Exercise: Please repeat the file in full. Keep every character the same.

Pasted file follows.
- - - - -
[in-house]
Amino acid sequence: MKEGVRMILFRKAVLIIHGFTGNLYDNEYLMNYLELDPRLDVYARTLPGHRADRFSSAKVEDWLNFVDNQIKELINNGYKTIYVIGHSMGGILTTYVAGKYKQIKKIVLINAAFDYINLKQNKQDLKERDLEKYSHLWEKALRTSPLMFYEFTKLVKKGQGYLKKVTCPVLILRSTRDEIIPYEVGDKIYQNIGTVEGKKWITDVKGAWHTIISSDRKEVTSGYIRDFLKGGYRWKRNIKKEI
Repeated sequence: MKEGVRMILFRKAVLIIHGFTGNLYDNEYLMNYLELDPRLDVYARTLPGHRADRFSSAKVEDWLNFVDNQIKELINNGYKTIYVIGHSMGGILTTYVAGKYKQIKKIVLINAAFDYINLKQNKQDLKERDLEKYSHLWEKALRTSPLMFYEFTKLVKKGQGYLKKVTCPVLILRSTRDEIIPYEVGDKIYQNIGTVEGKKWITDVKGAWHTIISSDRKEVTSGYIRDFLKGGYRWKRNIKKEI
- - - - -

[in-house]
Amino acid sequence: MKEGVRMILFRKAVLIIHGFTGNLYDNEYLMNYLELDPRLDVYARTLPGHRADRFSSAKVEDWLNFVDNQIKELINNGYKTIYVIGHSMGGILTTYVAGKYKQIKKIVLINAAFDYINLKQNKQDLKERDLEKYSHLWEKALRTSPLMFYEFTKLVKKGQGYLKKVTCPVLILRSTRDEIIPYEVGDKIYQNIGTVEGKKWITDVKGAWHTIISSDRKEVTSGYIRDFLKGGYRWKRNIKKEI
Repeated sequence: MKEGVRMILFRKAVLIIHGFTGNLYDNEYLMNYLELDPRLDVYARTLPGHRADRFSSAKVEDWLNFVDNQIKELINNGYKTIYVIGHSMGGILTTYVAGKYKQIKKIVLINAAFDYINLKQNKQDLKERDLEKYSHLWEKALRTSPLMFYEFTKLVKKGQGYLKKVTCPVLILRSTRDEIIPYEVGDKIYQNIGTVEGKKWITDVKGAWHTIISSDRKEVTSGYIRDFLKGGYRWKRNIKKEI